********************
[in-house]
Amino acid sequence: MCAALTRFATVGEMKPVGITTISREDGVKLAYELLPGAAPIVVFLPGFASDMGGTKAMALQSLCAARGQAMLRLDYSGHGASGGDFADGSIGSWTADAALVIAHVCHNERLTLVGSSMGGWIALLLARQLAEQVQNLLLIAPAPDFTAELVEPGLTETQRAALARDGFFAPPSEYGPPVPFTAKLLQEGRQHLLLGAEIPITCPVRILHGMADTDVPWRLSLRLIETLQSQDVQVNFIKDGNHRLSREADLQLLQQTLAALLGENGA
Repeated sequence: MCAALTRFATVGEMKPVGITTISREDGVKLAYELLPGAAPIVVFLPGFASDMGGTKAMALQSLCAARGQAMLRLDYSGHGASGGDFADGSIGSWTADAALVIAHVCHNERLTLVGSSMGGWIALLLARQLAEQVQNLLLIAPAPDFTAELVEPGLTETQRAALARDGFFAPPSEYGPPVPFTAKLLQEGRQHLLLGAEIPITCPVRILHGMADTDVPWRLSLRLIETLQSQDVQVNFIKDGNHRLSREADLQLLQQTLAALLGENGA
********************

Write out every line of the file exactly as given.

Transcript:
[in-house]
Amino acid sequence: MCAALTRFATVGEMKPVGITTISREDGVKLAYELLPGAAPIVVFLPGFASDMGGTKAMALQSLCAARGQAMLRLDYSGHGASGGDFADGSIGSWTADAALVIAHVCHNERLTLVGSSMGGWIALLLARQLAEQVQNLLLIAPAPDFTAELVEPGLTETQRAALARDGFFAPPSEYGPPVPFTAKLLQEGRQHLLLGAEIPITCPVRILHGMADTDVPWRLSLRLIETLQSQDVQVNFIKDGNHRLSREADLQLLQQTLAALLGENGA
Repeated sequence: MCAALTRFATVGEMKPVGITTISREDGVKLAYELLPGAAPIVVFLPGFASDMGGTKAMALQSLCAARGQAMLRLDYSGHGASGGDFADGSIGSWTADAALVIAHVCHNERLTLVGSSMGGWIALLLARQLAEQVQNLLLIAPAPDFTAELVEPGLTETQRAALARDGFFAPPSEYGPPVPFTAKLLQEGRQHLLLGAEIPITCPVRILHGMADTDVPWRLSLRLIETLQSQDVQVNFIKDGNHRLSREADLQLLQQTLAALLGENGA